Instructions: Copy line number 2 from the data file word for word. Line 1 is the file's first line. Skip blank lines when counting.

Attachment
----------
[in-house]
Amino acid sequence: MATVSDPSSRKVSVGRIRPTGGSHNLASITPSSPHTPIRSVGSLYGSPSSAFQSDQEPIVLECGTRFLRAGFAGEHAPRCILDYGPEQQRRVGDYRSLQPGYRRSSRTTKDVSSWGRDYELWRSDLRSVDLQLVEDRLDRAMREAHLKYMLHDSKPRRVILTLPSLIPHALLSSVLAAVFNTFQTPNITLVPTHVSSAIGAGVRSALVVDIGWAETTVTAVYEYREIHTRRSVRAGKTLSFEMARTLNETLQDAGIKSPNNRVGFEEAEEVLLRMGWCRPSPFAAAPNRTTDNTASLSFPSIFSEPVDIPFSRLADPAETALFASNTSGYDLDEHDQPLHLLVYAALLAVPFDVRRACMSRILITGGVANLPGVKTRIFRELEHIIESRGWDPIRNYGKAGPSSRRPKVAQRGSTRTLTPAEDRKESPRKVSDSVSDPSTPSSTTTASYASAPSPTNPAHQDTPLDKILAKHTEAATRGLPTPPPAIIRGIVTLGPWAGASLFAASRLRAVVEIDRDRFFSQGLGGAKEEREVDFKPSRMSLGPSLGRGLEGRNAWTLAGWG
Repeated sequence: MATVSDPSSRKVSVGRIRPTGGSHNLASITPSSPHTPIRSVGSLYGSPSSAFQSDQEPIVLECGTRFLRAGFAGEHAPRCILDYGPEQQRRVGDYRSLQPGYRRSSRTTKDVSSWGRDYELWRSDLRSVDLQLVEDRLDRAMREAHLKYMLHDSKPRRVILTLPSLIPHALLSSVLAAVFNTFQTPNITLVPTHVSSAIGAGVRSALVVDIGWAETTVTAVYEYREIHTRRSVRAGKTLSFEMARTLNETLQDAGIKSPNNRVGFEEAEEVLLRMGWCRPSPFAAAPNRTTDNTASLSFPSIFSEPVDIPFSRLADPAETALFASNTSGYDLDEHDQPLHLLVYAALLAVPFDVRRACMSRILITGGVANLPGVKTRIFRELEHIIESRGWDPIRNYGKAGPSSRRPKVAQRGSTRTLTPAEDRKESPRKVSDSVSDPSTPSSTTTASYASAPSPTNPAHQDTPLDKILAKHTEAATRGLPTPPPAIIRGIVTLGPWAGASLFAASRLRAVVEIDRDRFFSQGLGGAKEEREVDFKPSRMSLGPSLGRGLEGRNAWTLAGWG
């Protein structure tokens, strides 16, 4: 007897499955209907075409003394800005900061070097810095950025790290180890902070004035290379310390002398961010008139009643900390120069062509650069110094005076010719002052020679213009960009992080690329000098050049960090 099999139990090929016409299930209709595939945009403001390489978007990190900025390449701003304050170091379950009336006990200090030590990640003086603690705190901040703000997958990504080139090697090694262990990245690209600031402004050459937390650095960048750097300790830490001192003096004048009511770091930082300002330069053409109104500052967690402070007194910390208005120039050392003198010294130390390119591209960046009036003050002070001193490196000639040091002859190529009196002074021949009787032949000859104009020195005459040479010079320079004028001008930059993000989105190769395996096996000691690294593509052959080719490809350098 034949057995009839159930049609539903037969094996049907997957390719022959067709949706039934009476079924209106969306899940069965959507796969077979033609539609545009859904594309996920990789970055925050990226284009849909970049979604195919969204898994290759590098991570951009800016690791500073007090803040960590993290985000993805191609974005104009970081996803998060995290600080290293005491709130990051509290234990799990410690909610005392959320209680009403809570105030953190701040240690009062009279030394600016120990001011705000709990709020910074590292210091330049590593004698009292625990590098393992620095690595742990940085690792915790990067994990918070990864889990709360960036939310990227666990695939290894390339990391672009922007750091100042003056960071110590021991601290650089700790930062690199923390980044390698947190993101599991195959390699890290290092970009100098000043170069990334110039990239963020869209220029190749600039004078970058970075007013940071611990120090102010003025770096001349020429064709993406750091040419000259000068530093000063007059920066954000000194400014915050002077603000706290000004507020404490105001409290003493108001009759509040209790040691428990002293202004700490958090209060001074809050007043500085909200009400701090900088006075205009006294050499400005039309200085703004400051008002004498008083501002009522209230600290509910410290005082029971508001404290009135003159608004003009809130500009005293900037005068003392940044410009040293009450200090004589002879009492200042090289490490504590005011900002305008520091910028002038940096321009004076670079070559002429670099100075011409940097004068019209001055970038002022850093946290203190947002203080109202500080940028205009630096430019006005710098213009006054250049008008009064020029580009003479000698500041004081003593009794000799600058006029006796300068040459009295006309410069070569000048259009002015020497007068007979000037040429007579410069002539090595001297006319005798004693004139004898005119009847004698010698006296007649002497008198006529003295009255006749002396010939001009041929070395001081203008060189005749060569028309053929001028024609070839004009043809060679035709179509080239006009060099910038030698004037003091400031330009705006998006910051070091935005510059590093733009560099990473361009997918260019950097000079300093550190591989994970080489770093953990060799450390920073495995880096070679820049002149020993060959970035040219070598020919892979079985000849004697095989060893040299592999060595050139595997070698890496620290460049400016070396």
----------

Amino acid sequence: MATVSDPSSRKVSVGRIRPTGGSHNLASITPSSPHTPIRSVGSLYGSPSSAFQSDQEPIVLECGTRFLRAGFAGEHAPRCILDYGPEQQRRVGDYRSLQPGYRRSSRTTKDVSSWGRDYELWRSDLRSVDLQLVEDRLDRAMREAHLKYMLHDSKPRRVILTLPSLIPHALLSSVLAAVFNTFQTPNITLVPTHVSSAIGAGVRSALVVDIGWAETTVTAVYEYREIHTRRSVRAGKTLSFEMARTLNETLQDAGIKSPNNRVGFEEAEEVLLRMGWCRPSPFAAAPNRTTDNTASLSFPSIFSEPVDIPFSRLADPAETALFASNTSGYDLDEHDQPLHLLVYAALLAVPFDVRRACMSRILITGGVANLPGVKTRIFRELEHIIESRGWDPIRNYGKAGPSSRRPKVAQRGSTRTLTPAEDRKESPRKVSDSVSDPSTPSSTTTASYASAPSPTNPAHQDTPLDKILAKHTEAATRGLPTPPPAIIRGIVTLGPWAGASLFAASRLRAVVEIDRDRFFSQGLGGAKEEREVDFKPSRMSLGPSLGRGLEGRNAWTLAGWG